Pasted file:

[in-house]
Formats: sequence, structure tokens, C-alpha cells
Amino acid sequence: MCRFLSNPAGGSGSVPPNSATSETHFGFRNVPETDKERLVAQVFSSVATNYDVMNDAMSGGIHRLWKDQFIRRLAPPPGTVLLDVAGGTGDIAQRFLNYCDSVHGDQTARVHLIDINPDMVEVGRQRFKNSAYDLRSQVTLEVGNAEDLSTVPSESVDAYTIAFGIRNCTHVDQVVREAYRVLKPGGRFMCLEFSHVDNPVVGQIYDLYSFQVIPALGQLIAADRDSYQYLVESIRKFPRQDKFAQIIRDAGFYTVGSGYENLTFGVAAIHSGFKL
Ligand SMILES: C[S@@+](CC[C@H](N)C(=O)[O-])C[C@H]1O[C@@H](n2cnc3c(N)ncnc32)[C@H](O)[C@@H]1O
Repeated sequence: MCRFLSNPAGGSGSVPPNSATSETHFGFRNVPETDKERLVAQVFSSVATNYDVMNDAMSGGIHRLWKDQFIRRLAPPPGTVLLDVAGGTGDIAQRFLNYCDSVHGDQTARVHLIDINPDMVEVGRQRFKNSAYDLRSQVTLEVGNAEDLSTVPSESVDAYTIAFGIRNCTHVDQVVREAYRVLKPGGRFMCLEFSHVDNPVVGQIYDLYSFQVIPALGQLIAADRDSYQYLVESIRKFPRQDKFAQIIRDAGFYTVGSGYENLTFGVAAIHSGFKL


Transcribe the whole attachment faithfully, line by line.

[in-house]
Formats: sequence, structure tokens, C-alpha cells
Amino acid sequence: MCRFLSNPAGGSGSVPPNSATSETHFGFRNVPETDKERLVAQVFSSVATNYDVMNDAMSGGIHRLWKDQFIRRLAPPPGTVLLDVAGGTGDIAQRFLNYCDSVHGDQTARVHLIDINPDMVEVGRQRFKNSAYDLRSQVTLEVGNAEDLSTVPSESVDAYTIAFGIRNCTHVDQVVREAYRVLKPGGRFMCLEFSHVDNPVVGQIYDLYSFQVIPALGQLIAADRDSYQYLVESIRKFPRQDKFAQIIRDAGFYTVGSGYENLTFGVAAIHSGFKL
Ligand SMILES: C[S@@+](CC[C@H](N)C(=O)[O-])C[C@H]1O[C@@H](n2cnc3c(N)ncnc32)[C@H](O)[C@@H]1O
Repeated sequence: MCRFLSNPAGGSGSVPPNSATSETHFGFRNVPETDKERLVAQVFSSVATNYDVMNDAMSGGIHRLWKDQFIRRLAPPPGTVLLDVAGGTGDIAQRFLNYCDSVHGDQTARVHLIDINPDMVEVGRQRFKNSAYDLRSQVTLEVGNAEDLSTVPSESVDAYTIAFGIRNCTHVDQVVREAYRVLKPGGRFMCLEFSHVDNPVVGQIYDLYSFQVIPALGQLIAADRDSYQYLVESIRKFPRQDKFAQIIRDAGFYTVGSGYENLTFGVAAIHSGFKL